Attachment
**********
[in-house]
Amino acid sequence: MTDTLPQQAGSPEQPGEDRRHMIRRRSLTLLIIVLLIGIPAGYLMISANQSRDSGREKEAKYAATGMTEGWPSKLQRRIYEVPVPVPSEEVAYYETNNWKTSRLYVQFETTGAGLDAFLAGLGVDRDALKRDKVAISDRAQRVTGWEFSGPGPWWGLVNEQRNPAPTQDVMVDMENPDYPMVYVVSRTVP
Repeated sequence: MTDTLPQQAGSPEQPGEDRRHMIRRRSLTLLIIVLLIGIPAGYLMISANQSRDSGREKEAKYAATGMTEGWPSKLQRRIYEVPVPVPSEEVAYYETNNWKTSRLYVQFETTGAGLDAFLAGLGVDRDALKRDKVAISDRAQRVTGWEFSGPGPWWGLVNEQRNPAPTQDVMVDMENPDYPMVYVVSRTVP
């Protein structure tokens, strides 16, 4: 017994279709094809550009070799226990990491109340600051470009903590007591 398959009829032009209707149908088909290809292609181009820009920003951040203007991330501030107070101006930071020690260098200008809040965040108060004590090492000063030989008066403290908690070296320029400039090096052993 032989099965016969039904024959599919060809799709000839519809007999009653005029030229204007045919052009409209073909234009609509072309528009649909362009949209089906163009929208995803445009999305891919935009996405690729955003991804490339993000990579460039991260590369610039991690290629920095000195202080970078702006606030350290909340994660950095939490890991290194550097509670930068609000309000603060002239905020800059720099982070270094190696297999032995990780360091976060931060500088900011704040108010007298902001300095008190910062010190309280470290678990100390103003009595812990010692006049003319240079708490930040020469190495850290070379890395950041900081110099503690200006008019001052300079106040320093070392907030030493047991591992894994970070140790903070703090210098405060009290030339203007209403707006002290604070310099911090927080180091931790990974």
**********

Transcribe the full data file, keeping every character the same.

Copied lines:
[in-house]
Amino acid sequence: MTDTLPQQAGSPEQPGEDRRHMIRRRSLTLLIIVLLIGIPAGYLMISANQSRDSGREKEAKYAATGMTEGWPSKLQRRIYEVPVPVPSEEVAYYETNNWKTSRLYVQFETTGAGLDAFLAGLGVDRDALKRDKVAISDRAQRVTGWEFSGPGPWWGLVNEQRNPAPTQDVMVDMENPDYPMVYVVSRTVP
Repeated sequence: MTDTLPQQAGSPEQPGEDRRHMIRRRSLTLLIIVLLIGIPAGYLMISANQSRDSGREKEAKYAATGMTEGWPSKLQRRIYEVPVPVPSEEVAYYETNNWKTSRLYVQFETTGAGLDAFLAGLGVDRDALKRDKVAISDRAQRVTGWEFSGPGPWWGLVNEQRNPAPTQDVMVDMENPDYPMVYVVSRTVP
């Protein structure tokens, strides 16, 4: 017994279709094809550009070799226990990491109340600051470009903590007591 398959009829032009209707149908088909290809292609181009820009920003951040203007991330501030107070101006930071020690260098200008809040965040108060004590090492000063030989008066403290908690070296320029400039090096052993 032989099965016969039904024959599919060809799709000839519809007999009653005029030229204007045919052009409209073909234009609509072309528009649909362009949209089906163009929208995803445009999305891919935009996405690729955003991804490339993000990579460039991260590369610039991690290629920095000195202080970078702006606030350290909340994660950095939490890991290194550097509670930068609000309000603060002239905020800059720099982070270094190696297999032995990780360091976060931060500088900011704040108010007298902001300095008190910062010190309280470290678990100390103003009595812990010692006049003319240079708490930040020469190495850290070379890395950041900081110099503690200006008019001052300079106040320093070392907030030493047991591992894994970070140790903070703090210098405060009290030339203007209403707006002290604070310099911090927080180091931790990974």